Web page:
The goal of our graduate program is to train scholars who will be able to practice radical interdisciplinarity. By radical interdisciplinarity, we mean work across and beyond traditional disciplinary boundaries that is guided by faculty with deep methodological training and experience not only in language and literature, but in other fields as well. Our department is unusual in having been able to incorporate such a wide array of interdisciplinary expertise into its own faculty.
In addition to training in German Studies proper, members of the Department hold advanced degrees in History, Comparative Literature, Political Science, Film Studies, Linguistics, Sociology, Philosophy, Business, and Music. Most are jointly appointed in the corresponding units. One of the largest in the country, Michigan's graduate program offers outstanding training not only in literature and literary theory, but also in German history, politics, film, philosophy, music, gender studies, sociology, art and architecture, and – a newly emerging strength – Turkish-German culture.
Faculty and students at Michigan are engaged in a lively, interdisciplinary dialogue ranging across the humanities, the social sciences, and the professions that nevertheless coheres as a curriculum, due to the faculty's shared interest in historical, cultural, and aesthetic questions. Traditionally, departments of "language and literature" have sought to provide rigorous training in literary criticism, literary history, and linguistics. We are strong in all these areas, but we are also able to incorporate these more traditional approaches into a broader vision of German Studies that includes the social sciences and the professions. Seminars offered in the different areas of German Studies cover a wide array of historical and theoretical concerns across the disciplines while also emphasizing the distinct textual and analytical skills required for this kind of work, from close textual reading through film analysis to the study of architectural form.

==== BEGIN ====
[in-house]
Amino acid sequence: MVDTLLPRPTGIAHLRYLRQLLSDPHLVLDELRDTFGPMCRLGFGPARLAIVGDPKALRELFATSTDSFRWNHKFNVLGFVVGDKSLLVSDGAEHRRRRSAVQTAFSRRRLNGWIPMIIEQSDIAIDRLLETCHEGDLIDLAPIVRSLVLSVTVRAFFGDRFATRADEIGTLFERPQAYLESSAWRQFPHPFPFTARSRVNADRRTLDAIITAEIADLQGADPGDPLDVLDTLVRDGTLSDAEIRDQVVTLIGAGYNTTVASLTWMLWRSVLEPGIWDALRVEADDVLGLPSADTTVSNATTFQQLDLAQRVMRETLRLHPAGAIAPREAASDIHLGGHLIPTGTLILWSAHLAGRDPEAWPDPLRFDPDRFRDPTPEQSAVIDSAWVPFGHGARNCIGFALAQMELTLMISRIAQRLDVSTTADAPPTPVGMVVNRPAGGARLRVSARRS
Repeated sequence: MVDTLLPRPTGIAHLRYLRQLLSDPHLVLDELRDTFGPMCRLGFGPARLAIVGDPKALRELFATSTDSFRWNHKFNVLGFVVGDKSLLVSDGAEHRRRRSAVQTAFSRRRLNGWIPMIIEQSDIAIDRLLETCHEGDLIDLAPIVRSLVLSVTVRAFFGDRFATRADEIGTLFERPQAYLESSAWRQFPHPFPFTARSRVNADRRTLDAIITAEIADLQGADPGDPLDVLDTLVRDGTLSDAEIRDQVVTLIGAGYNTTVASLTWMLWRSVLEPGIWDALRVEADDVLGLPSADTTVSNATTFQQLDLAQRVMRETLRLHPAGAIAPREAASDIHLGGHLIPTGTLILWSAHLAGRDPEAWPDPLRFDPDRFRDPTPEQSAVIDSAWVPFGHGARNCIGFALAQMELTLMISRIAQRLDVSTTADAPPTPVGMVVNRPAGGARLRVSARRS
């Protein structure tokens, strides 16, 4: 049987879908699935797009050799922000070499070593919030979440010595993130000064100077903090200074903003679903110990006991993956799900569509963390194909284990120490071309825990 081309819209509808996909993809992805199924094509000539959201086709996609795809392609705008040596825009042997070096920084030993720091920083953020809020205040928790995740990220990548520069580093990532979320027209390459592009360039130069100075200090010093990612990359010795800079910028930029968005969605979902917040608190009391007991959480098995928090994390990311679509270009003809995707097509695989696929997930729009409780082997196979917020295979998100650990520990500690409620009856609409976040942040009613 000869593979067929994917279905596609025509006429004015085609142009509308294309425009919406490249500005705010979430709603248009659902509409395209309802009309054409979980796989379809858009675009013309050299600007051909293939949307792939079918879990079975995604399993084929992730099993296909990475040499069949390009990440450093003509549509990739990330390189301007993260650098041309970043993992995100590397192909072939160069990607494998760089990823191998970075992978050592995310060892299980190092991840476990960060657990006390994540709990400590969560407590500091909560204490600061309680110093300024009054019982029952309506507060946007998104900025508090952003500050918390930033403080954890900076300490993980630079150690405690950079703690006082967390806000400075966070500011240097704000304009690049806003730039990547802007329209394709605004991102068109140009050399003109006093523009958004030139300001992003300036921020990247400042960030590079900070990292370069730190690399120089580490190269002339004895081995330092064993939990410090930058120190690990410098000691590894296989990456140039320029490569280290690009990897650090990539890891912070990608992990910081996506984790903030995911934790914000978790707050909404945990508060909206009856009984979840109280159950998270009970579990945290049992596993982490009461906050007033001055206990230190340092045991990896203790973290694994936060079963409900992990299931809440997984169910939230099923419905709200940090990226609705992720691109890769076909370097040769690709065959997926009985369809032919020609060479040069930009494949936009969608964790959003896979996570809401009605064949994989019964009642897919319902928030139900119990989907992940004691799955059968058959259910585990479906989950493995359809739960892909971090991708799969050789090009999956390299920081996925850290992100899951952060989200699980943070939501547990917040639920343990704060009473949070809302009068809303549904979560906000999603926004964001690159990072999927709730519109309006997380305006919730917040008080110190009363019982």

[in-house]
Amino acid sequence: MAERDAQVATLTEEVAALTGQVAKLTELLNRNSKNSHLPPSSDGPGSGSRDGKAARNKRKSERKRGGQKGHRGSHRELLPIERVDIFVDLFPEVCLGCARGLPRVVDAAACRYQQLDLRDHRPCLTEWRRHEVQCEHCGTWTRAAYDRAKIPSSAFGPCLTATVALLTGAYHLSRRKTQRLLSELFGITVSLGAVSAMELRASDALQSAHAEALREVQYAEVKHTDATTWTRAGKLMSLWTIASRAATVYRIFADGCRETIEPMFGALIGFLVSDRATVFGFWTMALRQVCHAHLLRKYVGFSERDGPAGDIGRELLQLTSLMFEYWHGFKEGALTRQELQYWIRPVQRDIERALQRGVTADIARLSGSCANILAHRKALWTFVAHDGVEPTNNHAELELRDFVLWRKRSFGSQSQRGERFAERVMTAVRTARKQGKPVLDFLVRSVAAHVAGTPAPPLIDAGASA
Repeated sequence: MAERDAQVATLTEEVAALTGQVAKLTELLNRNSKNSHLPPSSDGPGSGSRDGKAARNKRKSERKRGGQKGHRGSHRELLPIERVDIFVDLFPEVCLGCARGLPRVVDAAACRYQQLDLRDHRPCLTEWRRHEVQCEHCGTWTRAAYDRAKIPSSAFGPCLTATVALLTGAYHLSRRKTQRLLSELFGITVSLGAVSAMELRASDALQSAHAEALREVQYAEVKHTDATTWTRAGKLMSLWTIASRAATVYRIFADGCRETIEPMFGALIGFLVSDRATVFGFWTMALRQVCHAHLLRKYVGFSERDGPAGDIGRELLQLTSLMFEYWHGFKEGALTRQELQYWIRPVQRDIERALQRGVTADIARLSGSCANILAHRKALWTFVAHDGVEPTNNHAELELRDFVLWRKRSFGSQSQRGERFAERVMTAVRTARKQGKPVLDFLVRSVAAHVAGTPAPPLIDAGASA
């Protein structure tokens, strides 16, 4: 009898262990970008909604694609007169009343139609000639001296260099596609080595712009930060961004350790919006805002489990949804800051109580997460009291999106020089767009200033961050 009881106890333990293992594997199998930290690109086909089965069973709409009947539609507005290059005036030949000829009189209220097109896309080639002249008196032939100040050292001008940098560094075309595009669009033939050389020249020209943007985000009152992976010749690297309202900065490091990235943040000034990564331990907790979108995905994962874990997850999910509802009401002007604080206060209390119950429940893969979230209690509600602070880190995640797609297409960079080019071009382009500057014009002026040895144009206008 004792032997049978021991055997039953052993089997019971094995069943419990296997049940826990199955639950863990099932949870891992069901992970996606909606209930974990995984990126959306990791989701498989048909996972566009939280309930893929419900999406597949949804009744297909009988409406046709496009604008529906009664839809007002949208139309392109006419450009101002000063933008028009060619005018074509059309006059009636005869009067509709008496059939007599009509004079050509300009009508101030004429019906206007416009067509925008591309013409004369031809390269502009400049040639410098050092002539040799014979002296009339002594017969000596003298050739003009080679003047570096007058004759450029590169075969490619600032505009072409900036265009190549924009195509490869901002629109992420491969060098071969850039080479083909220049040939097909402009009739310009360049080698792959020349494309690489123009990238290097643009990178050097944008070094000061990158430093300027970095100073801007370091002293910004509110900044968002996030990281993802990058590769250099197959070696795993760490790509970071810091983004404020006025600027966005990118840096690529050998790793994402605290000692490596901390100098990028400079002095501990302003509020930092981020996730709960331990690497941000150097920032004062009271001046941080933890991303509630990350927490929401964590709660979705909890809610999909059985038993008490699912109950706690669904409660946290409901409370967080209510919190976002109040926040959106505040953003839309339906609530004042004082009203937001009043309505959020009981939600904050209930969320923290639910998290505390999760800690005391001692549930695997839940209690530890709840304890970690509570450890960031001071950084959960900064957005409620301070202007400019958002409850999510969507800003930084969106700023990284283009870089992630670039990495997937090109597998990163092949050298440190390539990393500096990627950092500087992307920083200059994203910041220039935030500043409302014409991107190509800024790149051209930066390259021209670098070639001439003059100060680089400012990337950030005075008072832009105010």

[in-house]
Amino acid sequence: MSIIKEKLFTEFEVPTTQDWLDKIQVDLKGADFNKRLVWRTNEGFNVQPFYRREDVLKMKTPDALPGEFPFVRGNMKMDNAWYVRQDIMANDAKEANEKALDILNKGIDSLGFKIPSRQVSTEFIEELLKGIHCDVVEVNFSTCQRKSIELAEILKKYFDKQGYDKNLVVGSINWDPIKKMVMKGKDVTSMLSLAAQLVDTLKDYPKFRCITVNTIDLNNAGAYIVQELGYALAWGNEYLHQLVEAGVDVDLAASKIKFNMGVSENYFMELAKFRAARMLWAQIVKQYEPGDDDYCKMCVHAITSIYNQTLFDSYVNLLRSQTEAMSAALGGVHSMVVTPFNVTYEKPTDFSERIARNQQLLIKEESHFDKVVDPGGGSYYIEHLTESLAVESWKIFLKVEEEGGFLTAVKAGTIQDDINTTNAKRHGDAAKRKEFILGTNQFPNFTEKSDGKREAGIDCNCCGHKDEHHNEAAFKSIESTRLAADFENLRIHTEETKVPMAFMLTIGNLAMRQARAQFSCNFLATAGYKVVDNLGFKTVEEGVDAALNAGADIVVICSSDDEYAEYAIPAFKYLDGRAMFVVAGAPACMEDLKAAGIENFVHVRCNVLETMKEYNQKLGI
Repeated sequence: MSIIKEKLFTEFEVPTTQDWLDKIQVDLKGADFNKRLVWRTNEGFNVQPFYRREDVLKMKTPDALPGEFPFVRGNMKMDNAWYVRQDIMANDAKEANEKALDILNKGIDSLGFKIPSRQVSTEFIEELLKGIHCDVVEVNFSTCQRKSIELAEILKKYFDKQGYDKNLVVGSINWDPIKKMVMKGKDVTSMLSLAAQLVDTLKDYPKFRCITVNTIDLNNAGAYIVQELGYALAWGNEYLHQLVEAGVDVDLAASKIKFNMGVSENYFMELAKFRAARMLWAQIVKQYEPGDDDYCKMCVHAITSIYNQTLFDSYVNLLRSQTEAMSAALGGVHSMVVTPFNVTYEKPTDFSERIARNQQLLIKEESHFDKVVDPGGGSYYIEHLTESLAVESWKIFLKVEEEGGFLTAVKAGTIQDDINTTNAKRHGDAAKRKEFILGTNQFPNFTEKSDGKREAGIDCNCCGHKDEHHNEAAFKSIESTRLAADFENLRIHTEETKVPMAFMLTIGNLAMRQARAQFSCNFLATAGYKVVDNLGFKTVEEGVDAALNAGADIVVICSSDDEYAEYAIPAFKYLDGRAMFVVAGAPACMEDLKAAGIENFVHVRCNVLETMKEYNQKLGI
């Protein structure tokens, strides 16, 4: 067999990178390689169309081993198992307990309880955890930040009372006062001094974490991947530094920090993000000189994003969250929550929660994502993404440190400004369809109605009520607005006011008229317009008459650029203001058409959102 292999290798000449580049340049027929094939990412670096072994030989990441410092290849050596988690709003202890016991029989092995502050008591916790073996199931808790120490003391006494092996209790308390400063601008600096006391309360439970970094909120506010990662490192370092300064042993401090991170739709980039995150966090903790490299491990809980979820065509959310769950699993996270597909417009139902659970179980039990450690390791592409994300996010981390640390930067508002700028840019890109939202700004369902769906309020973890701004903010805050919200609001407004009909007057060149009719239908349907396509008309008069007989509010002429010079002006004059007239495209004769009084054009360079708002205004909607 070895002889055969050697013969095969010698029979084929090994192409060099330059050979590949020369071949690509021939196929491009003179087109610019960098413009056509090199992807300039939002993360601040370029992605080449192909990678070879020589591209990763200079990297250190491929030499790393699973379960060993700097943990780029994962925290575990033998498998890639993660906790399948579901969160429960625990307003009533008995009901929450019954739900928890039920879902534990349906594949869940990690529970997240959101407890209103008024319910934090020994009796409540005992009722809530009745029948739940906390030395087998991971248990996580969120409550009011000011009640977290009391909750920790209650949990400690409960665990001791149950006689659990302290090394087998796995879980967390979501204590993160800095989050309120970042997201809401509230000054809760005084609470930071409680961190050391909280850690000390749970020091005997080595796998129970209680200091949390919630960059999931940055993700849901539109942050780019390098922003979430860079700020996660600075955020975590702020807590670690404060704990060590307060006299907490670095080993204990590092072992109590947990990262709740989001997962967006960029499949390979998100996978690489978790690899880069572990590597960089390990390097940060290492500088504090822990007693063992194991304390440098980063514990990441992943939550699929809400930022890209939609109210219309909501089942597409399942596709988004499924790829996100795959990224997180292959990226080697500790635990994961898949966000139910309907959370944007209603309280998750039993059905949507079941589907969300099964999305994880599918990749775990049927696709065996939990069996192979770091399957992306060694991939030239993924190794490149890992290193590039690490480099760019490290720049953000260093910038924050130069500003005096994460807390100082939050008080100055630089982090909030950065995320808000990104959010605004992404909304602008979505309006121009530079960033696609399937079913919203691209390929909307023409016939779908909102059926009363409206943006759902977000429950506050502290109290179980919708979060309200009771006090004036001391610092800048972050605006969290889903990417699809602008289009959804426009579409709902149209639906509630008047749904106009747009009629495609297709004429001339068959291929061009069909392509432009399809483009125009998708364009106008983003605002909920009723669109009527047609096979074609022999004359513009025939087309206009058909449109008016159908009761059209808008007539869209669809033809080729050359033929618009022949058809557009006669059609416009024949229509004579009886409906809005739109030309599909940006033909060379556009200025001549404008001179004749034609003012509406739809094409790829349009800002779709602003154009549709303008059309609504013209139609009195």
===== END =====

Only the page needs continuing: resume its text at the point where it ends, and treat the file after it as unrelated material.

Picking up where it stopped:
Thus our program is able to offer a sustained reflection on the literary in relation to other disciplines and modes of representation. We take it for granted that the term "German Studies" should refer to both high culture and popular culture. We also remain committed to full historical coverage of German culture from the Middle Ages to the present.